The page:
0011106
Increased circulating ACTH level
High blood corticotropin levels
0003154
Increased circulating androgen level
0030348
Increased circulating renin level
Elevated blood renin level
0000848
Irregular menstruation
Menstrual irregularity
0000858
Neonatal hypoglycemia
Low blood sugar in newborn
0001998
Osteoporosis
0000939
Premature adrenarche
0012412
Short stature
Decreased body height
Small stature

[ more ]

0004322
Vomiting
Throwing up
0002013
30%-79% of people have these symptoms
Abnormal oral glucose tolerance
0004924
Abnormal scrotal rugation
0012856
Abnormal spermatogenesis
0008669
Abnormality of circulating leptin level
0004361
Acne
0001061
Adrenocorticotropic hormone excess
0011749
Ambiguous genitalia, female
Atypical appearance of female genitals
0000061
Aortic root aneurysm
Bulge in wall of root of large artery that carries blood away from heart
0002616
Clitoral hypertrophy
Enlarged clitoris
0008665
Decreased fertility in females
Reduced fertility in females
0000868
Decreased fertility in males
0012041
Female sexual dysfunction
0030014
Fused labia minora
Fused inner lips
0000063
Generalized hyperpigmentation
0007440
Hyperpigmented genitalia
Increased genital pigmentation
0030258
Hypertension
0000822
Long penis
Enlarged penis
0000040
Obesity
Having too much body fat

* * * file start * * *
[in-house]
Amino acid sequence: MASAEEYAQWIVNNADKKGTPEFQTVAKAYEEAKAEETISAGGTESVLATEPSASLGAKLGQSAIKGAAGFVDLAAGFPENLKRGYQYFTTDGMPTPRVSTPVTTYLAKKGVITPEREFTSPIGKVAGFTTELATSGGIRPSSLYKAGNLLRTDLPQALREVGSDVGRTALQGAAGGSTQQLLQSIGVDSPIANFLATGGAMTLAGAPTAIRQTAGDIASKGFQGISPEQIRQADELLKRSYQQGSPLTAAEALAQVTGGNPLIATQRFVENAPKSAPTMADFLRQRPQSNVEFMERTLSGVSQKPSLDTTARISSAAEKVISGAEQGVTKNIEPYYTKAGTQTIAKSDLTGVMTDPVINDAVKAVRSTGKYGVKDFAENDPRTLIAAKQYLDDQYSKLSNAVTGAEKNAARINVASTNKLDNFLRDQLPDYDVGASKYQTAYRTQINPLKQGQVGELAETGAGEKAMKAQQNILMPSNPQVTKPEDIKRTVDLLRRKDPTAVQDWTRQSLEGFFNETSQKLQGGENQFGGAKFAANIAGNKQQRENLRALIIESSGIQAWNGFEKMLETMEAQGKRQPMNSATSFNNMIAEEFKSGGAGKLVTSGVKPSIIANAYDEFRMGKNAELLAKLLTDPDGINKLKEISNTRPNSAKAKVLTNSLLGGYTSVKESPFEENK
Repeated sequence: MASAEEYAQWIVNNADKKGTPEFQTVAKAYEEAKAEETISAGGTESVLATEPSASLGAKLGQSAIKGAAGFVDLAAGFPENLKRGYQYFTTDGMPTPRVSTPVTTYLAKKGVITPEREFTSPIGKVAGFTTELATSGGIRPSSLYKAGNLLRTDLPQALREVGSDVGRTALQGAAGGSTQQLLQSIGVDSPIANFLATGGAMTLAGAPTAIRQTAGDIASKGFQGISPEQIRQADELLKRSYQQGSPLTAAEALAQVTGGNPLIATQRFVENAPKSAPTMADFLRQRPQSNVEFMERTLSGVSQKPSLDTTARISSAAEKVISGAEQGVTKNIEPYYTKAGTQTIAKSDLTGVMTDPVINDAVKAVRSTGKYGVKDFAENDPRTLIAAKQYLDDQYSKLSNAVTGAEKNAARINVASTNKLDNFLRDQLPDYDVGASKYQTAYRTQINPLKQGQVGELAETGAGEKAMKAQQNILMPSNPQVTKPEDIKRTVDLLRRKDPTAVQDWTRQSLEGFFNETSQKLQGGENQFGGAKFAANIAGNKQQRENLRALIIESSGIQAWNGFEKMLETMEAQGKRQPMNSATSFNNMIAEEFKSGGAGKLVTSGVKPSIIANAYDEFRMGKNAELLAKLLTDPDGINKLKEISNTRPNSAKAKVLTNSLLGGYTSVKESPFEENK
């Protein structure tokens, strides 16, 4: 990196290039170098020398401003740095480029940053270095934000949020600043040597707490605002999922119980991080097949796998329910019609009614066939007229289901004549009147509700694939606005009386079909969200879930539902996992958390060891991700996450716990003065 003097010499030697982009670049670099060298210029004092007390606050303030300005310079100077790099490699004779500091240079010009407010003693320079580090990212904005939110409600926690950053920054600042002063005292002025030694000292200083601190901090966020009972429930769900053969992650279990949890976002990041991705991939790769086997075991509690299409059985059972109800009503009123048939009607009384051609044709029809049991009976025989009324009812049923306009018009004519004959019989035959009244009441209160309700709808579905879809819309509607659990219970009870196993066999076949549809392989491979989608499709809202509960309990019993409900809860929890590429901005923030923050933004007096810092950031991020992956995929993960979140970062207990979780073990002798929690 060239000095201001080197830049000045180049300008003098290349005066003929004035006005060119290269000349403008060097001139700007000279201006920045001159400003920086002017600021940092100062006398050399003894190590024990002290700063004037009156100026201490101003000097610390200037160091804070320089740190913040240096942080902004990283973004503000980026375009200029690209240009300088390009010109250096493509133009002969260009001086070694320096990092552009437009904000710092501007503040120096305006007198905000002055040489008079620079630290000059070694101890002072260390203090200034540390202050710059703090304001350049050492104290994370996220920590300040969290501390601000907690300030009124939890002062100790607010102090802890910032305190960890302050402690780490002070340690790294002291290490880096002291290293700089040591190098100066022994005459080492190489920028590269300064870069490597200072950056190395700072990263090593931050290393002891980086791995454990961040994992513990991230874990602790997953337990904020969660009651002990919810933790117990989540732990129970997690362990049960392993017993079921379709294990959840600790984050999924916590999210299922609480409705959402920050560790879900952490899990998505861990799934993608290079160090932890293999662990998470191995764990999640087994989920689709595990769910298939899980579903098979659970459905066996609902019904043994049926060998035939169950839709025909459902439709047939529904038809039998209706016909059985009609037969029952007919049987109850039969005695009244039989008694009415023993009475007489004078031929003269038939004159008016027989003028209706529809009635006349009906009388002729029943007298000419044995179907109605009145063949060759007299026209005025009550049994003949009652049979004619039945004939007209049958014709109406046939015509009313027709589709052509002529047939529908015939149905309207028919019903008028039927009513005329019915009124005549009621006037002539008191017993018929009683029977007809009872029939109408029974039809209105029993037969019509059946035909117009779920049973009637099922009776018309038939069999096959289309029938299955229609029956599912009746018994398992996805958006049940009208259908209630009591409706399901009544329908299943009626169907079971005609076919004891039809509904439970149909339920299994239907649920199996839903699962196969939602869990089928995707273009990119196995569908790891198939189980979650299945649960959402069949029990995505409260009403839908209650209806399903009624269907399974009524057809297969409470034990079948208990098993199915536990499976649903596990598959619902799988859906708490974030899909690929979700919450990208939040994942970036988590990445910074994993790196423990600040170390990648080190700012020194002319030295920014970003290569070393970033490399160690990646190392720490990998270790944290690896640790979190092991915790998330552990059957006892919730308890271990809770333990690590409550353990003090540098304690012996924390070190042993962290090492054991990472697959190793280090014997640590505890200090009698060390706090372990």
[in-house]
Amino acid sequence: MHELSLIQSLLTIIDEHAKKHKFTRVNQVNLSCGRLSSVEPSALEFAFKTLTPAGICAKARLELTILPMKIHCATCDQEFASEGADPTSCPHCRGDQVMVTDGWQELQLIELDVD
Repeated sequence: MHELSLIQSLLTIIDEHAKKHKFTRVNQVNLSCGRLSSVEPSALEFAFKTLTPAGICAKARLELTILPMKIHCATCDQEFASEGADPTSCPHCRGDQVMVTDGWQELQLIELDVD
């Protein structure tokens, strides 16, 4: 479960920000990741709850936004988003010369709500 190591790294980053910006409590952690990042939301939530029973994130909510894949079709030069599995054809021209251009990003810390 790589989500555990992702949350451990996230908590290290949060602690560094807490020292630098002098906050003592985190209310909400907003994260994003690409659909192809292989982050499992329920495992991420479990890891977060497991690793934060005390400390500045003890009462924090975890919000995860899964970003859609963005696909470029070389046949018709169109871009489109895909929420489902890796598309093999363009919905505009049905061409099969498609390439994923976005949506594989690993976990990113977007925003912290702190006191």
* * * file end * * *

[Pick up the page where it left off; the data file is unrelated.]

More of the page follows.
0001513
Urogenital sinus anomaly
0100779
5%-29% of people have these symptoms
Adrenal medullary hypoplasia
0008239
Adrenocortical adenoma
0008256
Aggressive behavior
Aggression
Aggressive behaviour
Aggressiveness

[ more ]

0000718
Ectopic adrenal gland
Abnormal adrenal gland position
0011742
Failure to thrive
Faltering weight
Weight faltering

[ more ]

0001508
Female pseudohermaphroditism
0010458
Gynecomastia
Enlarged male breast
0000771
Insulin resistance
Body fails to respond to insulin
0000855
Intellectual disability
Mental deficiency
Mental retardation
Mental retardation, nonspecific
Mental-retardation

[ more ]

0001249
Maternal virilization in pregnancy
0008072
Renal salt wasting
Loss of salt in urine
0000127

Diagnosis

Making a diagnosis for a genetic or rare disease can often be challenging. Healthcare professionals typically look at a person’s medical history, symptoms, physical exam, and laboratory test results in order to make a diagnosis. The following resources provide information relating to diagnosis and testing for this condition. If you have questions about getting a diagnosis, you should contact a healthcare professional.

Newborn Screening